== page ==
| Theater |

Carolann Valentino on choosing show biz over steak and getting a customer to close her legs

Keep Westword Free
I Support
  • Local
  • Community
  • Journalism
  • logo

Support the independent voice of Denver and help keep the future of Westword free.

Opening tonight at the Boulder Fringe Festival, Carolann Valentino's one-woman show Burnt at the Steak features song, dance and improvisation to tell the true meta-story of Valentino leaving a job at a ritzy New York steakhouse to pursue performing. In advance of her performances, we spoke to Valentino about choosing performing over meat, living your truth and getting a restaurant patron to close her legs.

Westword: What was one of the strangest customer stories that you were able to translate into your performance?

Carolann Valentino: A woman not wearing underwear and flashing the entire front section of my restaurant. And this is, like, a high class woman. I wish I could tell you who it was. She was very upscale. And she finds nothing wrong with it, she actually thinks we as Americans are fucking retarded because we have a problem with her "little kitty cat" running free in the restaurant. So I had to approach her, and I'm like, "Could you please help me help you help all of us by closing your legs?" and then she's like "Fuck You" and I'm like "No, fuck you. Close your shit." The story is actually funny because all of it is so very true.

You see the transition of me coming to New York from Dallas, Texas where I had an interesting upbringing because I'm an Italian girl from Texas. People like me don't grow on trees there -- everybody's blond-haired, blue-eyed, so everybody thought I was Mexican. So you see me starting out in Texas and being like, I'm heading to New York City, and then you see me planted in the restaurant. I made, you don't even wanna know what my salary was.

The whole twist of the show is, it's very funny, it's very real, but the nitty-gritty part of it is it's easy to leave something behind to pursue something else when you hate what you do and you're not making money, but it's another thing to leave a job that you love, with people that you love, and leaving a shitload of money. That's not easy.

What was the catalyst that made you leave the steakhouse to pursue performing full time?

It was actually a very spiritual thing, because I'm into energy and things just don't happen; your body and your energy tell you if you're on the right path or not. Several years into managing a restaurant, it wasn't so fun anymore. And I loved what I was doing, but I didn't feel well and I didn't look well and it was because I was resisting my insides, my soul saying, "You are supposed to be doing this now." The whole time I was managing the restaurant, the CEO of this company, they would let me perform, leave for a month, go film things because I was always a professional performer. They liked me so much that they were willing to work around my schedule, which made it hard for me to want to leave.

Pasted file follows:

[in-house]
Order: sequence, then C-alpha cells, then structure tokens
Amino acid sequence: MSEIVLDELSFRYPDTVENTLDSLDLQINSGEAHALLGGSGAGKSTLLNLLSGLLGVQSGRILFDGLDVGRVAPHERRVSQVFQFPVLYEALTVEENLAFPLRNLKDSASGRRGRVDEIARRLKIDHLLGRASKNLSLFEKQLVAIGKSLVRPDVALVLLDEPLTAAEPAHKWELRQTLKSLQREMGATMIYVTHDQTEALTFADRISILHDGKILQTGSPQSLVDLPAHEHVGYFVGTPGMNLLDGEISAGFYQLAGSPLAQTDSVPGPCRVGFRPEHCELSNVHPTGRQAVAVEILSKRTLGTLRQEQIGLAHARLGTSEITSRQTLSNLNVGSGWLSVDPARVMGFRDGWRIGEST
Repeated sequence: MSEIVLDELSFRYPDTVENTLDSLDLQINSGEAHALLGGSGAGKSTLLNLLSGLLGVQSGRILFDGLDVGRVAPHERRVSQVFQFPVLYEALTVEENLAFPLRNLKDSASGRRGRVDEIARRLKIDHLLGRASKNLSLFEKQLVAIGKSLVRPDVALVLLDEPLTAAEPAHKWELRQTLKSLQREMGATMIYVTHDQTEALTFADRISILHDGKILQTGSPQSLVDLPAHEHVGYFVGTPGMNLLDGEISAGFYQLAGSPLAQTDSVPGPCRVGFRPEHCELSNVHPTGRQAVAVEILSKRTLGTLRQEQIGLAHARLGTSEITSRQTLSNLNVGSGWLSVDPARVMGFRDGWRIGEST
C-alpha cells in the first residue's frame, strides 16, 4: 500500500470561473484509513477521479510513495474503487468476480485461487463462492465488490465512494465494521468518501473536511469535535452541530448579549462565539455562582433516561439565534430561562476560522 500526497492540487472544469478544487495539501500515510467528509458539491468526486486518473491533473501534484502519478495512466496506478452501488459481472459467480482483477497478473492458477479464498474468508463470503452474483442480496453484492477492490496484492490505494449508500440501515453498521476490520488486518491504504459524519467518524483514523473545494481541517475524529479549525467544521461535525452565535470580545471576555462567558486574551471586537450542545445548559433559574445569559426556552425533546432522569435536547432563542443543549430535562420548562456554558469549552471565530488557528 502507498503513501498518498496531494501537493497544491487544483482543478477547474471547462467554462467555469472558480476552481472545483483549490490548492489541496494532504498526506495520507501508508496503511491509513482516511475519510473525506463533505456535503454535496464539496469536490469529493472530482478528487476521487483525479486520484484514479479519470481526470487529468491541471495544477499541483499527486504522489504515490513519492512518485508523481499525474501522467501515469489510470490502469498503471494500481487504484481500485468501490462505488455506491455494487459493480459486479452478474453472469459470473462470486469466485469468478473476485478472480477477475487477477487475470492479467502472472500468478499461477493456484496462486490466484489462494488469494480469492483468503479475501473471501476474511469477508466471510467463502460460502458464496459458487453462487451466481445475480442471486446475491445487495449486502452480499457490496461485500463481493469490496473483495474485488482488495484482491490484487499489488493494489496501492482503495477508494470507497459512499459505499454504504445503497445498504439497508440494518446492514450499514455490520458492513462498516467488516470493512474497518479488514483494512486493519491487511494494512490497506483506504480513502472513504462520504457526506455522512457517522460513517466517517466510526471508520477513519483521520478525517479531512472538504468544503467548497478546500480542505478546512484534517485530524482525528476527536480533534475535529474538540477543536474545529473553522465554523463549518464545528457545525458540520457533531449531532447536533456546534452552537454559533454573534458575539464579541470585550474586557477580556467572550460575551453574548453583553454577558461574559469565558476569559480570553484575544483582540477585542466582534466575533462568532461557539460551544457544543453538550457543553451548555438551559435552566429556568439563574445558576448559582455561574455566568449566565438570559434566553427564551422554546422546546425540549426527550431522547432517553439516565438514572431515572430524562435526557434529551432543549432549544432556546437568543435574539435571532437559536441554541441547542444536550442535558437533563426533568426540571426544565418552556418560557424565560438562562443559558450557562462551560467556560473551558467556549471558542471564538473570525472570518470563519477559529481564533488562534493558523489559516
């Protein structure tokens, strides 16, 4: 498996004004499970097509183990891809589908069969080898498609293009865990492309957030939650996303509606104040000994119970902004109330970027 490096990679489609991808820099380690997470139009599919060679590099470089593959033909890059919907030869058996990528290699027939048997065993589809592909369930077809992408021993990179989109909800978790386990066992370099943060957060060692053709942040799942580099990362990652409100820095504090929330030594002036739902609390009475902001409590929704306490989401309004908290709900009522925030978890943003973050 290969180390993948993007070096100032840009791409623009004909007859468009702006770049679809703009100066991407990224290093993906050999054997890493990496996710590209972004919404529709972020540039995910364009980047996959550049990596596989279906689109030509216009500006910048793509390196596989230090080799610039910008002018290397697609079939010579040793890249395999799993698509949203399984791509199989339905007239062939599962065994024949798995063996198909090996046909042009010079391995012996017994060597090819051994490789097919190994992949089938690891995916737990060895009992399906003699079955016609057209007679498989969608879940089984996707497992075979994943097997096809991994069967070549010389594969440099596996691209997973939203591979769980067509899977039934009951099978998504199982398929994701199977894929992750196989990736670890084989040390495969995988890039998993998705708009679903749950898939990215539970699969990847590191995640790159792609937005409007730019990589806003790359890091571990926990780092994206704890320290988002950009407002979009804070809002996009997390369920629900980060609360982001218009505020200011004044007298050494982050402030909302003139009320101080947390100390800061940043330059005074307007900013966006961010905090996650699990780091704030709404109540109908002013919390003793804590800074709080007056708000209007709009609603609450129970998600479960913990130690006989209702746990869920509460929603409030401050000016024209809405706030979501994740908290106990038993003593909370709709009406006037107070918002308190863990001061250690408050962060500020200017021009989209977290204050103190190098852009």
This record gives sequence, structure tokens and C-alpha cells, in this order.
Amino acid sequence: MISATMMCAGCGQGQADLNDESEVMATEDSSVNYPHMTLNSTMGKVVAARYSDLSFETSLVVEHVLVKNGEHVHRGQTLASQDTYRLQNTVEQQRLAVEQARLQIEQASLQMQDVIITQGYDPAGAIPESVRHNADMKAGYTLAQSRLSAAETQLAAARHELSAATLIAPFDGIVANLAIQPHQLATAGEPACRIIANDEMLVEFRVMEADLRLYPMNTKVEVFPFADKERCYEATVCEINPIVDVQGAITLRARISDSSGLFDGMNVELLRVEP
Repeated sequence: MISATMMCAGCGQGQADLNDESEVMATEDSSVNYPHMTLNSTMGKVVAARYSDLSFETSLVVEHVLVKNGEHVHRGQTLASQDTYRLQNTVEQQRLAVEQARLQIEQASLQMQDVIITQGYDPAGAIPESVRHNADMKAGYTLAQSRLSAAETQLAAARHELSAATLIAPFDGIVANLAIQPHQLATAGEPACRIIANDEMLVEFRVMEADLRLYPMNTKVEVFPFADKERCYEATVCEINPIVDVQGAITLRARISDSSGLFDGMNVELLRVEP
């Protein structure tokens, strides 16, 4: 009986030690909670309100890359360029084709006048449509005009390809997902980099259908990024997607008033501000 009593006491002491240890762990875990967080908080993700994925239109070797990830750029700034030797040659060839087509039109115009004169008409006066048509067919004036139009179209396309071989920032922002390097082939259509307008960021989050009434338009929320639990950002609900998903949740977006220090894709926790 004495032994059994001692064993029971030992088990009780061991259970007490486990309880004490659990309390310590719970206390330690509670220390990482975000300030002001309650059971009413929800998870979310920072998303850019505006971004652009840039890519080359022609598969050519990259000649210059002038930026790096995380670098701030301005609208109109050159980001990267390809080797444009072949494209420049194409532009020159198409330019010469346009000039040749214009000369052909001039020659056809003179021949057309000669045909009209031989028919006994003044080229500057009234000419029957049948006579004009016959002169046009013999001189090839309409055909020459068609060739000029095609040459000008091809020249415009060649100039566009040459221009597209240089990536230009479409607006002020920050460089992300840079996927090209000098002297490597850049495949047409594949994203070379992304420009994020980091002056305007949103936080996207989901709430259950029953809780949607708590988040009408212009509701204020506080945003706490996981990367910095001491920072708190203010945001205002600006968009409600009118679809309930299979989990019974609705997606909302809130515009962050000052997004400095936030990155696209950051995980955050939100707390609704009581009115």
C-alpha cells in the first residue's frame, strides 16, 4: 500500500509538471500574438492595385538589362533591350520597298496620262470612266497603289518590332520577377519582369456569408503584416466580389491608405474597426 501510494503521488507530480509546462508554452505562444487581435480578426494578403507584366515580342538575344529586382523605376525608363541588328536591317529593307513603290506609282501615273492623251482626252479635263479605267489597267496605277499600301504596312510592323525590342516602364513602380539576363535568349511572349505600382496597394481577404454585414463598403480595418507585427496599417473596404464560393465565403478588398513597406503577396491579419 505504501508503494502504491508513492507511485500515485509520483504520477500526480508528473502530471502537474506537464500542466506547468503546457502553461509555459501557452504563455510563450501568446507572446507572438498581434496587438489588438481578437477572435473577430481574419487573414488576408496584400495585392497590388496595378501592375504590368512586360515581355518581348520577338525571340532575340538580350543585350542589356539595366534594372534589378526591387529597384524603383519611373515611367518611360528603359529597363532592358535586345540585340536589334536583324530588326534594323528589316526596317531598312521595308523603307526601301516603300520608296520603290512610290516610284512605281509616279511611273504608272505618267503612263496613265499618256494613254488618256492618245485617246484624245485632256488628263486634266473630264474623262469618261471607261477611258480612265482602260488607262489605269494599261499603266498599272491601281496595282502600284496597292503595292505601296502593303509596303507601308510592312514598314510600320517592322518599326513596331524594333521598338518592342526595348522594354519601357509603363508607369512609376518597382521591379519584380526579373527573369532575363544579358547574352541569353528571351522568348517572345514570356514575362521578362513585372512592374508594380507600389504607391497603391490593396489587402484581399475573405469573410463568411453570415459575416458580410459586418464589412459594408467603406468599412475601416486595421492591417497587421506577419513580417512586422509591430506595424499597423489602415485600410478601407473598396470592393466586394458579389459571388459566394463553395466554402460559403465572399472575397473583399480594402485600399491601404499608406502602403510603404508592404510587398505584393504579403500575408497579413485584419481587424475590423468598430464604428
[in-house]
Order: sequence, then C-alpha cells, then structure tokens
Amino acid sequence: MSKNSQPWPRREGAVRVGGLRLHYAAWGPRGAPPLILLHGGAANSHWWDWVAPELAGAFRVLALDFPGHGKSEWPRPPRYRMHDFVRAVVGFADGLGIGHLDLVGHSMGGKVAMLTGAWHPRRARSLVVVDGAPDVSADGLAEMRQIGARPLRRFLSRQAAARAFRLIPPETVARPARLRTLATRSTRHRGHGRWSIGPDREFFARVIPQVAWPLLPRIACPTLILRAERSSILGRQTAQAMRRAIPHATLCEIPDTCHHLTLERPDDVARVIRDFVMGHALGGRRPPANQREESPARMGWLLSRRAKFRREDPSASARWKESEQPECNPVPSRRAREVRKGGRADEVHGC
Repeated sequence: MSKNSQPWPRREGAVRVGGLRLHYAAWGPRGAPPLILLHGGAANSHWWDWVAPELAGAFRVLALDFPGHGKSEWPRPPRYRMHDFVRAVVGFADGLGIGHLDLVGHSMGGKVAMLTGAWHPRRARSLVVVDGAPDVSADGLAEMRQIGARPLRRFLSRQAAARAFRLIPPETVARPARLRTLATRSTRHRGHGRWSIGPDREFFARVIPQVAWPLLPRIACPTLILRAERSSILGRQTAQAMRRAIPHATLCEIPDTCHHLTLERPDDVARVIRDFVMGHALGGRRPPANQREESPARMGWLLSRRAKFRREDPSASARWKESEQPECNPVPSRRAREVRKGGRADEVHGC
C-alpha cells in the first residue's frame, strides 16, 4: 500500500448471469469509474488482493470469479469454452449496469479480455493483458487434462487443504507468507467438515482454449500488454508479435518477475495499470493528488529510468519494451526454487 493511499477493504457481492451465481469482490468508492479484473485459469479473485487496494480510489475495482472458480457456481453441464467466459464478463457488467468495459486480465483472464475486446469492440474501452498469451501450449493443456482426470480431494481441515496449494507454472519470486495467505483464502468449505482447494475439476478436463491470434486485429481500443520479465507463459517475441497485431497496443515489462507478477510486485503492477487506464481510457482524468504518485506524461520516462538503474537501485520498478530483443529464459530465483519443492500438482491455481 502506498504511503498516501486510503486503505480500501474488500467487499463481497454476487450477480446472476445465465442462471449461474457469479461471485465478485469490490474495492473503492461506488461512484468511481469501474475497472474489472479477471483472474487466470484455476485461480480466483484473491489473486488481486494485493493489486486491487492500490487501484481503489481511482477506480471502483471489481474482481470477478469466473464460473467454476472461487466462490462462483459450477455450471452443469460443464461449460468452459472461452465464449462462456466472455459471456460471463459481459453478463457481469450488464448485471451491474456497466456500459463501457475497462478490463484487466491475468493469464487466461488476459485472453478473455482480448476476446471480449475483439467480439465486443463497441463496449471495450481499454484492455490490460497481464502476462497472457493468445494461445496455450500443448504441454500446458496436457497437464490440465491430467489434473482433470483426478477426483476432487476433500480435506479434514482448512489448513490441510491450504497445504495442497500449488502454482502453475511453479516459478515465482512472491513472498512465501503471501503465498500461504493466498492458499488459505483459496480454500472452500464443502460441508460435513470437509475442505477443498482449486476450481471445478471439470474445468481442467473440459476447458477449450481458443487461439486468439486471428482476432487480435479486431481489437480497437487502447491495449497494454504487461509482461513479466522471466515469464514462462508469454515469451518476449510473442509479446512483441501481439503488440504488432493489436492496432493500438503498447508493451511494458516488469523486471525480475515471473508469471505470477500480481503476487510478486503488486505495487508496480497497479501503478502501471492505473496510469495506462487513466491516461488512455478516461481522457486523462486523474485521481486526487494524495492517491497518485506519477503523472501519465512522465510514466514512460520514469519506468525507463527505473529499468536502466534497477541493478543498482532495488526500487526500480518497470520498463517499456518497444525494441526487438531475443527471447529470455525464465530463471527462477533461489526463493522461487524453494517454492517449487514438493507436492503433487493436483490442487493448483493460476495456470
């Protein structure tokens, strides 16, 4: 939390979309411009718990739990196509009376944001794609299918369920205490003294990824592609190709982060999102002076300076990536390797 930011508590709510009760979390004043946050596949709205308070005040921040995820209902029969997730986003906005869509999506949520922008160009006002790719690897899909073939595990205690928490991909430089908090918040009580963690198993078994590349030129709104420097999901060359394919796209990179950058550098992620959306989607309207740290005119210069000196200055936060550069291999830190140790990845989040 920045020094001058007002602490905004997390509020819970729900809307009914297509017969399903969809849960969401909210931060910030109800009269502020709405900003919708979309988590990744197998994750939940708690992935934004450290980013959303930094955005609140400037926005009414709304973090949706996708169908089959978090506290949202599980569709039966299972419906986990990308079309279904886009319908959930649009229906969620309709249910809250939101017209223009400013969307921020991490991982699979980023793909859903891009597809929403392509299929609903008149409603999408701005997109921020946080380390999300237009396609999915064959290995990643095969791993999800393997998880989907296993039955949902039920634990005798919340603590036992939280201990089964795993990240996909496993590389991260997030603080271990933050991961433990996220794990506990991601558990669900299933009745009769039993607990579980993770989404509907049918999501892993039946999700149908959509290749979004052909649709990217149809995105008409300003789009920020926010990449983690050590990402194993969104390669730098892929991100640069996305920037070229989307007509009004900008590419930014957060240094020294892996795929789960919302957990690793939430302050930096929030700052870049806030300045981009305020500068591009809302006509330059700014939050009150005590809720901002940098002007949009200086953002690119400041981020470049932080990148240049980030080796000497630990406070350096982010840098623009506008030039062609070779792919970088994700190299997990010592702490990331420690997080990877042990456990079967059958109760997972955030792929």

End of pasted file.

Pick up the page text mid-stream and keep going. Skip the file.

But I got chronic fatigue, you know, really ill. There was no specific thing, just my whole body shutting down on me. My doctor was like, "You need to make a choice here. You can't be doing both careers, this is ridiculous." So I made the choice of leaving it behind with the help of my body telling me to do so. A lot of people don't listen; they stay. they're afraid of not having money, they're afraid of leaving security. And it was scary as hell. Very, very scary.

What do you hope people take away from the show?

Live their truth. Listen to that voice within them. It's okay when you listen, and when you do listen, amazing things happen. Does it take a lot of courage? Yes. Is it always perfect and rosy? No. But that's part of the path. If there wasn't any contrast in life there would be no joy in achieving something.

Follow us on Twitter!

Like us on Facebook!

Keep Westword Free... Since we started Westword, it has been defined as the free, independent voice of Denver, and we would like to keep it that way. Offering our readers free access to incisive coverage of local news, food and culture. Producing stories on everything from political scandals to the hottest new bands, with gutsy reporting, stylish writing, and staffers who've won everything from the Society of Professional Journalists' Sigma Delta Chi feature-writing award to the Casey Medal for Meritorious Journalism. But with local journalism's existence under siege and advertising revenue setbacks having a larger impact, it is important now more than ever for us to rally support behind funding our local journalism. You can help by participating in our "I Support" membership program, allowing us to keep covering Denver with no paywalls.

We use cookies to collect and analyze information on site performance and usage, and to enhance and customize content and advertisements. By clicking 'X' or continuing to use the site, you agree to allow cookies to be placed. To find out more, visit our cookies policy and our privacy policy.


Join the Westword community and help support independent local journalism in Denver.


Join the Westword community and help support independent local journalism in Denver.